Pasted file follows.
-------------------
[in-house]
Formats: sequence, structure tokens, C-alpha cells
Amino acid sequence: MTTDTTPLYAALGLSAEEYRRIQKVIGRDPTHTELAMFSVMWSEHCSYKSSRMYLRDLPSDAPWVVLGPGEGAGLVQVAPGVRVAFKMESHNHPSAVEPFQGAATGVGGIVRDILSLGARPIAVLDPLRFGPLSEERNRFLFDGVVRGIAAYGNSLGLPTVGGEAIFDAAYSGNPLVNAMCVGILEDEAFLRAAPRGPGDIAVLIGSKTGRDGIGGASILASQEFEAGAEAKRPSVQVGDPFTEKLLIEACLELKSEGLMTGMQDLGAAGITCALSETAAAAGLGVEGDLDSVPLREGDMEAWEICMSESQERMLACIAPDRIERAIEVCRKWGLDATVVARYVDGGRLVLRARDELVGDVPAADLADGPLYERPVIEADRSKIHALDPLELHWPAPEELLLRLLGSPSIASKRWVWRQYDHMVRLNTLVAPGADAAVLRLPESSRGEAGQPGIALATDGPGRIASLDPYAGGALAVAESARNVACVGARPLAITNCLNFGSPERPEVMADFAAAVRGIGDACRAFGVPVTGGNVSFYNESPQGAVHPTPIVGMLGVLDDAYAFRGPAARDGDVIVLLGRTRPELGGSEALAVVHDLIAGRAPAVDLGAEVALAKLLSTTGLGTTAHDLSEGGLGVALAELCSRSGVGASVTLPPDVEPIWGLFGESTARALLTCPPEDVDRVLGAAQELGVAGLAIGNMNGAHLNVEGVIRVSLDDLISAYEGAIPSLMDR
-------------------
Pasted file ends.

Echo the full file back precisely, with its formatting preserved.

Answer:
[in-house]
Formats: sequence, structure tokens, C-alpha cells
Amino acid sequence: MTTDTTPLYAALGLSAEEYRRIQKVIGRDPTHTELAMFSVMWSEHCSYKSSRMYLRDLPSDAPWVVLGPGEGAGLVQVAPGVRVAFKMESHNHPSAVEPFQGAATGVGGIVRDILSLGARPIAVLDPLRFGPLSEERNRFLFDGVVRGIAAYGNSLGLPTVGGEAIFDAAYSGNPLVNAMCVGILEDEAFLRAAPRGPGDIAVLIGSKTGRDGIGGASILASQEFEAGAEAKRPSVQVGDPFTEKLLIEACLELKSEGLMTGMQDLGAAGITCALSETAAAAGLGVEGDLDSVPLREGDMEAWEICMSESQERMLACIAPDRIERAIEVCRKWGLDATVVARYVDGGRLVLRARDELVGDVPAADLADGPLYERPVIEADRSKIHALDPLELHWPAPEELLLRLLGSPSIASKRWVWRQYDHMVRLNTLVAPGADAAVLRLPESSRGEAGQPGIALATDGPGRIASLDPYAGGALAVAESARNVACVGARPLAITNCLNFGSPERPEVMADFAAAVRGIGDACRAFGVPVTGGNVSFYNESPQGAVHPTPIVGMLGVLDDAYAFRGPAARDGDVIVLLGRTRPELGGSEALAVVHDLIAGRAPAVDLGAEVALAKLLSTTGLGTTAHDLSEGGLGVALAELCSRSGVGASVTLPPDVEPIWGLFGESTARALLTCPPEDVDRVLGAAQELGVAGLAIGNMNGAHLNVEGVIRVSLDDLISAYEGAIPSLMDR